What is a seminary faculty?

As we discuss curriculum revision at my own seminary, I’ve found myself thinking anew about what it means to be part of a seminary faculty.  Watching events embroil other seminary faculties in troubling conflict, that question has gained considerable urgency.The question may seem abstract, but an answer might go some way toward answering the questions about the mission of today’s seminaries. The answer also has the potential for answering questions about the relationship between seminary boar … [Read more...]

Demonizing Difference and the Word Police

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One of the more disturbing developments in Progressive Christian thought of late is the demonizing of difference.  There was a time when we insisted on differences being acknowledged and everyone being heard.  That was true of advocacy for racial and ethnic differences.  It was also true of advocacy for differences in sex. Now, however, the trend is toward denying difference.Take, for example, the recent legislation tabled, but to be considered next year by the Diocese of Connecticut and wh … [Read more...]

Of Angels and Attorneys: General Theological Seminary

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When one of you has a grievance against another, does he dare go to law before the unrighteous instead of the saints? 2 Or do you not know that the saints will judge the world? And if the world is to be judged by you, are you incompetent to try trivial cases? 3 Do you not know that we are to judge angels? How much more, then, matters pertaining to this life!4 So if you have such cases, why do you lay them before those who have no standing in the church? 5 I say this to your shame. Can it be that … [Read more...]

The Hidden Curriculum at General Theological Seminary: On authority, power, and how they aren’t the same thing

When the Board of Trustees at General Theological Seminary announced that a public statement would be made in the late afternoon on Friday, I was fairly sure whatever was about to be said was not going to be good news. There were telltale signs: Public announcements of the kind made on Friday are never a good idea.  It’s hard to be heard accurately.  Everyone goes home over the weekend to digest the decision made without recourse to further conversation.  Announcements of that kind don’t allow yo … [Read more...]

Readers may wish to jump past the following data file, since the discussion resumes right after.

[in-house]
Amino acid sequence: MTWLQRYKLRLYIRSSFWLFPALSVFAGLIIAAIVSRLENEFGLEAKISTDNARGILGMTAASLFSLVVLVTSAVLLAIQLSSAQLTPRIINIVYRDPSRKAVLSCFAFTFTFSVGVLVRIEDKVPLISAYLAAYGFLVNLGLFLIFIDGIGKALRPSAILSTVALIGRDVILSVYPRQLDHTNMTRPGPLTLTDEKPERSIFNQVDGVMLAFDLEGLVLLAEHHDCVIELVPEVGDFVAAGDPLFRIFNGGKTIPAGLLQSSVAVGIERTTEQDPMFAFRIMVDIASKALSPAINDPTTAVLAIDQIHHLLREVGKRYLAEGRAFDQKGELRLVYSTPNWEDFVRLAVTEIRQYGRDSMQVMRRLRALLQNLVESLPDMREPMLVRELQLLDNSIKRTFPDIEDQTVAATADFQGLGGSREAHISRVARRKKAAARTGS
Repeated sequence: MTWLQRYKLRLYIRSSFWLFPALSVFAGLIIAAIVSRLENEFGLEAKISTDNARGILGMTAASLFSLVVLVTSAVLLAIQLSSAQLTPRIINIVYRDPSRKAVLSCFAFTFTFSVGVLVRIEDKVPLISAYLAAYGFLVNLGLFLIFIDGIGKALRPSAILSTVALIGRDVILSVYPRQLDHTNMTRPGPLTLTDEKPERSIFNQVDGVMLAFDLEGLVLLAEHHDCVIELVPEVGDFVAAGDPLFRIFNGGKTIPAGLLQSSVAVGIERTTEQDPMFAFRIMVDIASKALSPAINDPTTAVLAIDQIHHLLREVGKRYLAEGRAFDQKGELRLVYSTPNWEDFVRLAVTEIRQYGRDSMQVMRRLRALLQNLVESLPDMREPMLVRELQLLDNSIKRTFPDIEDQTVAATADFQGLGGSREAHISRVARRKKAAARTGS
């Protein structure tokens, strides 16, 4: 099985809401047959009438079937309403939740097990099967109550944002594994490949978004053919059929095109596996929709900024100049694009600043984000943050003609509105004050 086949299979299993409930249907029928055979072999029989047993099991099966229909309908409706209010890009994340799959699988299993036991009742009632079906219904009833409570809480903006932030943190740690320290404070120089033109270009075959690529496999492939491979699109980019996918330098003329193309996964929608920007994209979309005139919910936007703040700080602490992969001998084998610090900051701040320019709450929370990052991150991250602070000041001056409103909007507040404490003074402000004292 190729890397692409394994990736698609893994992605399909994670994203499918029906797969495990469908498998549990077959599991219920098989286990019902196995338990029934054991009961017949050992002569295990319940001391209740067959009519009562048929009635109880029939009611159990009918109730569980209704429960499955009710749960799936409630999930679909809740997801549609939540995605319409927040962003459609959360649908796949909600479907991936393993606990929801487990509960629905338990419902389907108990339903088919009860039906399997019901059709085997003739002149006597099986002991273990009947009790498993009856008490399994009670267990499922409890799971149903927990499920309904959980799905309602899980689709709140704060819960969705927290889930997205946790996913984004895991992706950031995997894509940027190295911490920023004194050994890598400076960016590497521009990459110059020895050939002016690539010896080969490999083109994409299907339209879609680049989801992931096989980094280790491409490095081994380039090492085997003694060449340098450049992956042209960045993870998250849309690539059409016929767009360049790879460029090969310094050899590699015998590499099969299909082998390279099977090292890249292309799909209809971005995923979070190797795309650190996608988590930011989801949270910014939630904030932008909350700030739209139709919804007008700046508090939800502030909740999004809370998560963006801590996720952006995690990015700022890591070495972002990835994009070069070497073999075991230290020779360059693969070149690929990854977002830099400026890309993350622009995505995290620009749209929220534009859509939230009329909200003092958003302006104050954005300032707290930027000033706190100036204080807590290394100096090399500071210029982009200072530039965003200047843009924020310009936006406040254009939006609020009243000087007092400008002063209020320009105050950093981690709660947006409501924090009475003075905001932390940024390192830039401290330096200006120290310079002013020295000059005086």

When Mystery becomes Product: The Case of General Theological Seminary

The first seminaries originated after the Council of Trent.  They were a product of what is sometimes called the Counter-Reformation.  But they were not simply the reaction of the Roman Catholic Church to the criticisms of the Protestant Reformation.  They were also the product of profound disquiet in the Catholic Church itself.  The church was concerned that clergy were not deeply formed in the Christian faith.  They were not competent and they were not well prepared.  So, the Council called for … [Read more...]

On the Clock: General Theological Seminary and the Fate of Protestantism

In conversations with my students at Garrett-Evangelical Theological Seminary, I've been asked, "Why does the crisis at The General Theological Seminary matter?  Doesn't The Episcopal Church have too many seminaries anyway?"  The answer, of course, is, "Yes, it does."Even if the in-coming class of seminary freshmen in The Episcopal Church was divided by the number of seminaries that the church has and those students were then assigned in equal numbers to the church's schools, that strategy c … [Read more...]

General Theological Seminary and Progressive Christianity

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The crisis at General Theological Seminary probably hasn’t been felt very far beyond the walls of The Episcopal Church. That’s not surprising. General is hardly a large seminary and, like most of our denomination’s seminaries, its faculty and student body is comparatively homogeneous, denominationally speaking. But the crisis has certainly rocked our little corner of the church-world. In part, because the dispute between General’s faculty and its President-Dean became the instant subject of conve … [Read more...]

Throw Like a Girl: The Power of Enacted Contradictions

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In a world fraught with an increasing number of bitter debates over what is theoretically possible, the best antidote to prejudice may still be the enacted contradiction.  That, at least, is one of the lessons to be learned from the Little League career of pitcher Mo’ne Davis who pitches at 70 mph and just threw history’s first shut out for Philadelphia’s Taney Dragons. She shatters sexist assumptions about what it means to “throw like a girl” and she does it all with composure that most adults f … [Read more...]


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